To love someone like Jesus is talking about requires action, and not a passive when it’s convenient for me kind of action, but a relentless till it hurts kind of action. It is one thing to wax eloquently about our convictions on Sunday morning, but an entirely different thing to not only be inconvenienced by them, but actually sacrifice something on their behalf.

We serve a God who sacrificed everything. Who loved us so much, He sent His son to die. If our love costs us only marginally, how deeply can it possibly run?

Hunger isn’t What You’ve Been Told it is Part 2

salt and light ministries Urbana, IL

hungry          adjective / hun·gry / ˈhəŋ-grē

  1. a: feeling an uneasy or painful sensation from lack of food: feeling hunger (merriam-webster.com)

In Part 1 I revealed the misleading marketing used by those benefiting from the
hunger mythology, and how that marketing has influenced misperceptions of the realities of hunger in the U.S. These misperceptions have prevented the public from
1) understanding the real problem our communities are facing, and therefore, 2) fairly evaluating the efficacy of the programs we have employed to address it.

At a minimum, this misleading marketing is a serious breach of the public’s trust,
and more seriously, it is a disservice to the individuals who struggle to meet this basic need.

In the ten years Salt & Light operated as a typical food pantry what I came to realize was the majority of individuals standing in our food pantry line were not facing crisis situations requiring emergency relief. Instead, they were more often in a state of chronic need—which required a more developmental solution. Something else I learned through my own experiences was that if you intervene in a chronic situation with an emergency intervention (giving stuff) you develop dependency and create entitlement. Period. More importantly, one-way giving models to address chronic need diminish and disempower the very people they are trying to help.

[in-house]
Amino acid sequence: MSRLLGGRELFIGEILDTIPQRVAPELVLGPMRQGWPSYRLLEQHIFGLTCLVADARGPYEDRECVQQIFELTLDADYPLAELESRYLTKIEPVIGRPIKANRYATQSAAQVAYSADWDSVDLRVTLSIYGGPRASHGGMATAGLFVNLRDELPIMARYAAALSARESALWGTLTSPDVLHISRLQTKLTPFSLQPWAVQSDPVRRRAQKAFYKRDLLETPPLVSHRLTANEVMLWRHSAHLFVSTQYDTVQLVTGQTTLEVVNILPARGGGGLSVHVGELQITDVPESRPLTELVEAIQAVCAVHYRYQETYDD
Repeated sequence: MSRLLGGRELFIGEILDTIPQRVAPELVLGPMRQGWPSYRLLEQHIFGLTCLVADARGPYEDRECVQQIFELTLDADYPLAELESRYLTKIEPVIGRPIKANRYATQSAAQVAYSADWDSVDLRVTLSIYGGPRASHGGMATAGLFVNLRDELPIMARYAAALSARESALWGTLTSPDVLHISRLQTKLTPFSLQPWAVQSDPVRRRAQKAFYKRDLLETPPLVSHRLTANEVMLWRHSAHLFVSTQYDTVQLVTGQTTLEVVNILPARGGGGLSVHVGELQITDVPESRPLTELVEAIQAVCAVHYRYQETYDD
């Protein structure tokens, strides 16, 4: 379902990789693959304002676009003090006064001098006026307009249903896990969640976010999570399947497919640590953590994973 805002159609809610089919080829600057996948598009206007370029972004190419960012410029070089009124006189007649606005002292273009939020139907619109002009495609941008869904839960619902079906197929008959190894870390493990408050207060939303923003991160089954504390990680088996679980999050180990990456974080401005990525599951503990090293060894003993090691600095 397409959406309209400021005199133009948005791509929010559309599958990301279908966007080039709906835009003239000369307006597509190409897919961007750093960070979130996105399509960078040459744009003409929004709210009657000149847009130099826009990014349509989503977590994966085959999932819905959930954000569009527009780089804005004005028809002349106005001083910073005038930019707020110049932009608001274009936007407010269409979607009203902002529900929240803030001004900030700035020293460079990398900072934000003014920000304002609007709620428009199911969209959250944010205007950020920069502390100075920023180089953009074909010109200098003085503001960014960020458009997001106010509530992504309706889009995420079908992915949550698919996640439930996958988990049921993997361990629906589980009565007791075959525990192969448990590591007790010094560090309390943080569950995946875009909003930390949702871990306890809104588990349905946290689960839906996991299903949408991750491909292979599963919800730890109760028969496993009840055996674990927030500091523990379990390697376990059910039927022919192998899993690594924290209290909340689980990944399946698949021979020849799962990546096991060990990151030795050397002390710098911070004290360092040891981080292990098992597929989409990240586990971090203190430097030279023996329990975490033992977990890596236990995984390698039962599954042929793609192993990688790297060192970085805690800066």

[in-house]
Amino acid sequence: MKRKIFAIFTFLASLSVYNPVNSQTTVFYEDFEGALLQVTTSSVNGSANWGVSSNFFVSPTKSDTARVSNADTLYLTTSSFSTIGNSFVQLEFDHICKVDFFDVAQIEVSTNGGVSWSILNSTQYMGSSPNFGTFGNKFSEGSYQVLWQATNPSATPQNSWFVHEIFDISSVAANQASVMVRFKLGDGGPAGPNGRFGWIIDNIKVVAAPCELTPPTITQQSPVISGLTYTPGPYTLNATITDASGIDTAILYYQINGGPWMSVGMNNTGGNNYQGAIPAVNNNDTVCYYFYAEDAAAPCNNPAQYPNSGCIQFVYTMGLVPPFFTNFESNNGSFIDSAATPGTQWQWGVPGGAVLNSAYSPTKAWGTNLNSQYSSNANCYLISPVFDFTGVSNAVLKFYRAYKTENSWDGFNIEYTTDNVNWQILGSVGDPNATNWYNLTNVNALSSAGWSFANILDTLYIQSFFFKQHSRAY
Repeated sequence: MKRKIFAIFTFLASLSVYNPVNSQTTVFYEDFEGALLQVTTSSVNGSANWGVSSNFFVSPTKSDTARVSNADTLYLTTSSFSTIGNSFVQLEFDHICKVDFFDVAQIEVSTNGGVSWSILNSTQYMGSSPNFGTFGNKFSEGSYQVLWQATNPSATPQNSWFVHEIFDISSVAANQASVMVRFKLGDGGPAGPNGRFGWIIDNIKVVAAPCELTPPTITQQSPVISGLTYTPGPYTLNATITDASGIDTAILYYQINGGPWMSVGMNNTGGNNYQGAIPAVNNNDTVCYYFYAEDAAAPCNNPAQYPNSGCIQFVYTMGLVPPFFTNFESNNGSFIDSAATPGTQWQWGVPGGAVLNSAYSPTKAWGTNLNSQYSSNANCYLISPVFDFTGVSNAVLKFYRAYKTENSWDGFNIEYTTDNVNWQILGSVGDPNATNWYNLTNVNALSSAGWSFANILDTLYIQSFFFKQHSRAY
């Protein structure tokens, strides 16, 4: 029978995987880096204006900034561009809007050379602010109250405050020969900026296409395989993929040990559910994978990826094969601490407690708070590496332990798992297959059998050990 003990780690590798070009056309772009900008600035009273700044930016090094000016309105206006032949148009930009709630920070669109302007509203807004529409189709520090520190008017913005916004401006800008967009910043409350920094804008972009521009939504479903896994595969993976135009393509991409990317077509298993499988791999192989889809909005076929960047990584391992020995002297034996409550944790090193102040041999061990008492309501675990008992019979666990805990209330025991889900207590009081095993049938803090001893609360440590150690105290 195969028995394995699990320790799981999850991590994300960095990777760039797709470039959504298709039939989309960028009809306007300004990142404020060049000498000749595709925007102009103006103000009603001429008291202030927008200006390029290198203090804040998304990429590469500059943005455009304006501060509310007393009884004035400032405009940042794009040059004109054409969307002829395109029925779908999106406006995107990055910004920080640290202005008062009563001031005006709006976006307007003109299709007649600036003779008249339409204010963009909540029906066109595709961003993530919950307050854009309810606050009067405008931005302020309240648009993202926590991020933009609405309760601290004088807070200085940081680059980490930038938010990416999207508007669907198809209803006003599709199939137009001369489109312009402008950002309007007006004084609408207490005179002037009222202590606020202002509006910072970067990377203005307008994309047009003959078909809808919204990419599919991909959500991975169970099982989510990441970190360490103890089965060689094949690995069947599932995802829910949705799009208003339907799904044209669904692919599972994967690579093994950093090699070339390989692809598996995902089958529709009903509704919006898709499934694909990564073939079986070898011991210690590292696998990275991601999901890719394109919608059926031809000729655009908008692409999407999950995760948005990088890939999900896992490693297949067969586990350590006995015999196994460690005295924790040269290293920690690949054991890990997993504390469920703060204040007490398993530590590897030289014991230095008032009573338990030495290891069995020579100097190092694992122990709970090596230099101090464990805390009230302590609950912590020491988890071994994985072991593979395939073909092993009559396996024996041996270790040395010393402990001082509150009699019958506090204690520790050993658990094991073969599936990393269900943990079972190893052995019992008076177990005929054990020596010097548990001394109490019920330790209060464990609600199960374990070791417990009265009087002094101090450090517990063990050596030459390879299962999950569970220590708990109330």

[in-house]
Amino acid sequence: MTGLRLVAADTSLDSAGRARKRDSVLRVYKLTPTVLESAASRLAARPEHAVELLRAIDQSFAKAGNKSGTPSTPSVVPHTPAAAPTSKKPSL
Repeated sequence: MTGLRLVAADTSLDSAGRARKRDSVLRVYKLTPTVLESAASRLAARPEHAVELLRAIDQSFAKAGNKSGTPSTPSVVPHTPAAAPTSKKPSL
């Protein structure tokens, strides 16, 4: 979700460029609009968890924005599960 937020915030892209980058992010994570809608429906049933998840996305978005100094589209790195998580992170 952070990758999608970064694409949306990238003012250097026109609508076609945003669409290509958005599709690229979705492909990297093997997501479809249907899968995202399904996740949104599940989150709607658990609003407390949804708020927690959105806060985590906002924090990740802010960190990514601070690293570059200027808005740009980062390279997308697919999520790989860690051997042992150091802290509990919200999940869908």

So what are we to do?

Many people are struggling to meet their basic needs. Many people do need support, sometimes significantly, if they are to affect lasting change in their lives. The question isn’t whether or not people need help; the question is, “What is the best way to help?”

The reality of poverty is that it is very complex. For every family we encounter at
Salt & Light there are multiple factors contributing to their material poverty. From systemic injustices to personal choices, no two situations are exactly alike, so no one solution is going to “fix” it. Therein lies the problem. Not only are the programs we have employed to address poverty generally unhealthy, they do not allow for individualizing our response. An emergency room where every patient was treated as though they suffered from the same ailment would be unfathomable, yet that is exactly how we have approached poverty alleviation—and the results have been devastating.

Hunger isn’t What You’ve Been Told it is: Part 1

Salt and Light Ministries Champaign, IL

hungry          adjective / hun·gry / ˈhəŋ-grē

  1. a: feeling an uneasy or painful sensation from lack of food: feeling hunger (merriam-webster.com)

You have probably seen countless commercials, billboards, and advertisements lamenting the number of people suffering from hunger in the U.S., and if you’re like me you have felt some degree of shock, outrage and responsibility to do something about it.

The problem is, the messaging simply isn’t true.

Before you read any more I want you to picture all of the images that come to mind as a result of the advertisements and “public service” announcements you see and hear regarding hunger in the U.S. At the end of this article I want you to compare these marketing-induced images with the realities of the majority of those standing in our food pantry lines. When you have done this, you can decide for yourself whether we are being misled.